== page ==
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I. Decryption at the Request of Intelligence and Security Services

The main legislative framework for intelligence-gathering in Belgium is the Law of November 30, 1998, Organizing the Intelligence and Security Services. [1] Article 18/17 of this Law provides that intelligence services may “listen to, gain knowledge of, and record communications” in order to fulfill their missions. [2] An intelligence service must obtain prior authorization from a special independent commission before secretly accessing, listening to, or recording private communications. [3] When an intelligence service has obtained the required authorization to conduct this kind of surveillance on an electronic communications network, it can serve a written demand to the network operator or the service provider, upon which the network operator or service provider is required to give technical assistance to the intelligence service. [4] Any person who refuses to give technical assistance pursuant to a properly authorized demand is punishable by a fine of €26 to €10,000 (about US$29 to US$11,270). [5] On the other hand, companies and individuals who cooperate in giving technical assistance are paid for their services on the basis of government-established rates. [6]

The principal statute governing electronic communications in Belgium requires that network operators as well as end users be capable of allowing the authorities to “listen to, gain knowledge of, and record” communications. [7] A Royal Order from 2010 includes electronic communications service providers alongside network operators as being required to have the technical ability to provide clear and readable (decoded, decompressed, and decrypted) copies of communications requested by Belgian intelligence services. [8] It appears, in other words, that service providers and network operators may not use or make available any form of encryption that they would be unable to decrypt themselves.

II. Decryption at the Request of Judicial and Law Enforcement Agencies

The Belgian Code of Criminal Investigations allows investigative judges (juges d’instruction) to “listen to, gain knowledge of, and record” private communications when warranted by certain legally-defined circumstances. [9] An investigative judge must authorize the communication interception operation by a reasoned ordinance, which must be sent to the Royal Prosecutor. [10] An investigative judge may order anyone who has a particular knowledge of the communication service or, if the communication is protected or encrypted, of the protection and encryption service, to help access the communication in a readable format. [11] Refusal to cooperate is punishable by between six months and one year of incarceration, and a fine. [12] A 2003 Royal Order governing the cooperation of electronic communications providers with judicial authorities was amended in 2011 to require that electronic communications service providers and network operators have the technical ability to provide clear and readable copies of communications requested by Belgian judicial authorities. [13]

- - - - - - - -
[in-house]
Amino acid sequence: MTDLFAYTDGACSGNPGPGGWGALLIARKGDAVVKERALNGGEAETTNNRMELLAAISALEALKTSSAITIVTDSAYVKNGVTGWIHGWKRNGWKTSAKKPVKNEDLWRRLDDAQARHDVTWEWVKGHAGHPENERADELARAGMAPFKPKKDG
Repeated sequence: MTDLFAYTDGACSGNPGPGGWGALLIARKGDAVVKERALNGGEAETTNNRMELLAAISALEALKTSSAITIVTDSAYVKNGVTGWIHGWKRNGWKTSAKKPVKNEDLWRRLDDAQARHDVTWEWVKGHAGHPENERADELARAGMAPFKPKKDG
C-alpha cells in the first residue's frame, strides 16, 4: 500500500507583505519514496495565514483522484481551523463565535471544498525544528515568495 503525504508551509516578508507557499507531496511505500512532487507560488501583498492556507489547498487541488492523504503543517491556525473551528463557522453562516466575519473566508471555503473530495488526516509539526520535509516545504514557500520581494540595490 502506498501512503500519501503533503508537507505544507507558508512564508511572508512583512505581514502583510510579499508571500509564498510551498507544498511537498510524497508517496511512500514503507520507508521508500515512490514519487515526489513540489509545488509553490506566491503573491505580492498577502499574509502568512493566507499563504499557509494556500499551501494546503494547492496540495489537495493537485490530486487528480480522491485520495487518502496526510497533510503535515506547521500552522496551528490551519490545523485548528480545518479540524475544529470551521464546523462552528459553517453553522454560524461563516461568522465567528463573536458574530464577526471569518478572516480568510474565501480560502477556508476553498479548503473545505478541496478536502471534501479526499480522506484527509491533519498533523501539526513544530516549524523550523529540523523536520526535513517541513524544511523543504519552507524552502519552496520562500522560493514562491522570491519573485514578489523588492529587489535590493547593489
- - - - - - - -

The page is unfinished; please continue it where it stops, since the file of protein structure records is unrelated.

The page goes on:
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Prepared by Nicolas Boring
Foreign Law Specialist
May 2016


[1] Loi du 30 novembre 1998 organique des services de renseignement et de sécurité [Organic Law of November 30, 1998, Organizing the Intelligence and Security Services], http://www.ejustice.just.fgov.be/cgi_loi/change_lg.pl? language=fr&la=F&table_name=loi&cn=1998113032 , archived at https://perma.cc/58QH-E735.

[2] Id. art. 18/17.

[3] Id. art. 43/1.

[4] Id. art. 18/17.

[5] Id .

[6] Id. art. 18/18.

[7] Loi du 13 juin 2005 relative aux communications électroniques [Law of June 13, 2005, Regarding Electronic Communications] art. 127, http://www.ejustice.just.fgov.be/cgi_loi/change_lg.pl?language=fr&la=F&cn= 2005061332&table_name=loi , archived at https://perma.cc/92QM-7E5S.

[8] Arrêté royal du 12 octobre 2010 déterminant les modalités de l’obligation de collaboration légale en cas de demandes concernant les communications électroniques par les services de renseignement et de sécurité [Royal Order of October 12, 2010, Establishing the Conditions of the Obligation of Lawful Collaboration in Cases of Demands by Intelligence and Security Services Regarding Electronic Communications] art. 8,http://www.ejustice. just.fgov.be/cgi_loi/loi_a.pl, archived at https://perma.cc/5ZG7-VUL9.

[9] Code d’Instruction Criminelle [Code of Criminal Investigations] art. 90ter, http://www.ejustice.just.fgov. be/cgi_loi/change_lg.pl?language= fr&la=F&table_name=loi&cn=1808111730 , archived at https://perma.cc/N2GE-PMAE.

[10] Id. art. 90quater.

[11] Id.

[12] Id.

[13] Arrêté royal du 9 janvier 2003 déterminant les modalités de l’obligation de collaboration légale en cas de demandes judiciaires concernant les communications électroniques [Royal Order of January 9, 2003, Establishing the Conditions of the Obligation of Lawful Collaboration in Cases of Judicial Demands Regarding Electronic Communications] art. 6, http://www.ejustice.just.fgov.be/cgi_loi/loi_a1.pl?sql=%28text%20contains%20%28%27 %27%29%29&language=fr&rech=1&tri=dd%20AS%20RANK&value=&table_name=loi&F=&cn=2003010942&caller=image_a1&fromtab=loi&la=F , archived at https://perma.cc/VAA8-ZVBF.

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Last Updated: 10/01/2016